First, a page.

Speech Signal Enhancement in Cocktail Party Scenarios by Deep Learning based Virtual Sensing of Head-Mounted Microphones

Fischer, Tim; Caversaccio, Marco; Wimmer, Wilhelm (2021). Speech Signal Enhancement in Cocktail Party Scenarios by Deep Learning based Virtual Sensing of Head-Mounted Microphones. Hearing research, 408, p. 108294. Elsevier 10.1016/j.heares.2021.108294

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The cocktail party effect refers to the human sense of hearing’s ability to pay attention to a single conversation while filtering out all other background noise. To mimic this human hearing ability for people with hearing loss, scientists integrate beamforming algorithms into the signal processing path of hearing aids or implants’ audio processors. Although these algorithms’ performance strongly depends on the number and spatial arrangement of the microphones, most devices are equipped with a small number of microphones mounted close to each other on the audio processor housing. We measured and evaluated the impact of the number and spatial arrangement of hearing aid or head-mounted microphones on the performance of the established Minimum Variance Distortionless Response beamformer in cocktail party scenarios. The measurements revealed that the optimal microphone placement exploits monaural cues (pinna-effect), is close to the target signal, and creates a large distance spread due to its spatial arrangement. However, this microphone placement is impractical for hearing aid or implant users, as it includes microphone positions such as on the forehead. To overcome microphones’ placement at impractical positions, we propose a deep virtual sensing estimation of the corresponding audio signals. The results of objective measures and a subjective listening test with 20 participants showed that the virtually sensed microphone signals significantly improved the speech quality, especially in cocktail party scenarios with low signal-to-noise ratios. Subjective speech quality was assessed using a 3-alternative forced choice procedure to determine which of the presented speech mixtures was most pleasant to understand. Hearing aid and cochlear implant (CI) users might benefit from the presented approach using virtually sensed microphone signals, especially in noisy environments.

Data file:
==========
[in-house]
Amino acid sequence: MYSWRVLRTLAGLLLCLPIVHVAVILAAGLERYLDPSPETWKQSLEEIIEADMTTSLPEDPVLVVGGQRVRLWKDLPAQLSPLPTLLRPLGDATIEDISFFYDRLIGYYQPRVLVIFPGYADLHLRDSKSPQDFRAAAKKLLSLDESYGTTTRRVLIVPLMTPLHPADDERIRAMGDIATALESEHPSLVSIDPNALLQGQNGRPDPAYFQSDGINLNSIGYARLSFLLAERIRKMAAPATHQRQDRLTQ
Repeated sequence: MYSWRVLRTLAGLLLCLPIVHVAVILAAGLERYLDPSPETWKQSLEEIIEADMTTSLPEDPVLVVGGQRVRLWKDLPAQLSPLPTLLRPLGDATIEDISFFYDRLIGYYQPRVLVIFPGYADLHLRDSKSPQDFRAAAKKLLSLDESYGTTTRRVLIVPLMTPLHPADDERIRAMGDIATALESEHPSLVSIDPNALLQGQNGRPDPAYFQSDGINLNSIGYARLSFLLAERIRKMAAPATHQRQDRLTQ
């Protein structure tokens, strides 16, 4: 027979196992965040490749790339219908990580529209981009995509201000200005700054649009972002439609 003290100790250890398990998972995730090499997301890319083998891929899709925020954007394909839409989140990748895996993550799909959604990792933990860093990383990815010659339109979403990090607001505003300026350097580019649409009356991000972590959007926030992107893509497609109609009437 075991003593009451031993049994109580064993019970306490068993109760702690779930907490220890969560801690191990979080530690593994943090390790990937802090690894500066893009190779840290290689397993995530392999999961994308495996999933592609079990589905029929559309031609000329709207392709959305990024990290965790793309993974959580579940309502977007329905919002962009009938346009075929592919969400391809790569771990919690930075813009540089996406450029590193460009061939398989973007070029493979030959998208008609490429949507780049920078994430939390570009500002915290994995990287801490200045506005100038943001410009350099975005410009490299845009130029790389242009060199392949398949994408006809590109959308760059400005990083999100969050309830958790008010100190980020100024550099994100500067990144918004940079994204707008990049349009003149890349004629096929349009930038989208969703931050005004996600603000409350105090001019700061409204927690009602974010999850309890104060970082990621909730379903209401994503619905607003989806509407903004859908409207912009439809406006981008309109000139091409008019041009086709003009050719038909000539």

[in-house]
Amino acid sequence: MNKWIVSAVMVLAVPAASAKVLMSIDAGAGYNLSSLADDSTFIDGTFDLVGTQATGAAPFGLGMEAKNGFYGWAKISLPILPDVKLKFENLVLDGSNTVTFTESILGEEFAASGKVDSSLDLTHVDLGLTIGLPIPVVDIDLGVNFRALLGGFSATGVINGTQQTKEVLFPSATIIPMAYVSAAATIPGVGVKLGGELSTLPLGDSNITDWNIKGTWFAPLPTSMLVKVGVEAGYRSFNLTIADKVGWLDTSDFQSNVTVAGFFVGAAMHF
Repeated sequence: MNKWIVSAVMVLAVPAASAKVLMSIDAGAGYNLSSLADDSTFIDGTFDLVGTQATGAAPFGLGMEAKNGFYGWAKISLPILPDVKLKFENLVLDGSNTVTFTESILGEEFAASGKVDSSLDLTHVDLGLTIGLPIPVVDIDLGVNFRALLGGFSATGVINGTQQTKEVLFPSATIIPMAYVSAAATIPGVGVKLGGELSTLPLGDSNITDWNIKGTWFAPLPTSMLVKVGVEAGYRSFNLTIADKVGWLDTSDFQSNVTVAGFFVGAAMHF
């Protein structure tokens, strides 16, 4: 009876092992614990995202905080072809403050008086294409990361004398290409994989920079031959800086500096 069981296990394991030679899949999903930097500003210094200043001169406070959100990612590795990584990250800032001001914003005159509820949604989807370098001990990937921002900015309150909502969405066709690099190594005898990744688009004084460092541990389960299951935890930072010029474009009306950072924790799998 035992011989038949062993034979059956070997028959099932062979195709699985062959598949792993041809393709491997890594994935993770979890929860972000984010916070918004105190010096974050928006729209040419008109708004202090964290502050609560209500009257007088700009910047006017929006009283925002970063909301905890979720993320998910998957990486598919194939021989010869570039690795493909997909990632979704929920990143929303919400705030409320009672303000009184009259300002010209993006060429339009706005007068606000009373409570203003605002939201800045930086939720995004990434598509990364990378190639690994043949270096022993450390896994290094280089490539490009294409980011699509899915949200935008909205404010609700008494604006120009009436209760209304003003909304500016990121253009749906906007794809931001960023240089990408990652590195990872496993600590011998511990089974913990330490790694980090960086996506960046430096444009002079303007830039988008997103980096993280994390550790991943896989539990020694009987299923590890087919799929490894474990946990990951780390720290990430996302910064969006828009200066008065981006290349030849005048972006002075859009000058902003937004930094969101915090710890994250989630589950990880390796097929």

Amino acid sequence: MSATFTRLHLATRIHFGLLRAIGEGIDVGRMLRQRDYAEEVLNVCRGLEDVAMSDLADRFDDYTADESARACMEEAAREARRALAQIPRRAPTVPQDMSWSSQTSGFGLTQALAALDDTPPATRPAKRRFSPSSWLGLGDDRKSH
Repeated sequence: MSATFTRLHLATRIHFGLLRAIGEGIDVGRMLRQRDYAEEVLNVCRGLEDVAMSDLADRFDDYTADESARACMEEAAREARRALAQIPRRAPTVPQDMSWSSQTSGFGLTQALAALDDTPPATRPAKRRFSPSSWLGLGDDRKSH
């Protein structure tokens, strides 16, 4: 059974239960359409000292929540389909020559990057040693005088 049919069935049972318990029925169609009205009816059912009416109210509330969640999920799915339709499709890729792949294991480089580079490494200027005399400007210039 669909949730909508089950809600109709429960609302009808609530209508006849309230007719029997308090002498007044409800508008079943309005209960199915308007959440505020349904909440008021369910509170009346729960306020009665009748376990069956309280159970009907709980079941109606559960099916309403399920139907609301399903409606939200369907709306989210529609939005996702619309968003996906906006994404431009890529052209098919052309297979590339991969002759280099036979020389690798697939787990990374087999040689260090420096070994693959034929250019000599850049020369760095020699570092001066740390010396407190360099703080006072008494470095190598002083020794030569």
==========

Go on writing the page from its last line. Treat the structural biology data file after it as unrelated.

Item Type:

Journal Article (Original Article)

Division/Institute:

04 Faculty of Medicine > Department of Head Organs and Neurology (DKNS) > Clinic of Ear, Nose and Throat Disorders (ENT)
10 Strategic Research Centers > ARTORG Center for Biomedical Engineering Research > ARTORG Center - Hearing Research Laboratory

Graduate School:

Graduate School for Cellular and Biomedical Sciences (GCB)

UniBE Contributor:

Fischer, Tim Alois; Caversaccio, Marco and Wimmer, Wilhelm

Subjects:

600 Technology > 610 Medicine & health
500 Science > 570 Life sciences; biology

ISSN:

0378-5955

Publisher:

Elsevier

Language:

English

Submitter:

Wilhelm Wimmer

Date Deposited:

28 Jun 2021 16:03

Last Modified:

04 Jul 2021 03:08

Publisher DOI:

10.1016/j.heares.2021.108294

BORIS DOI:

10.48350/157003

URI:

https://boris.unibe.ch/id/eprint/157003

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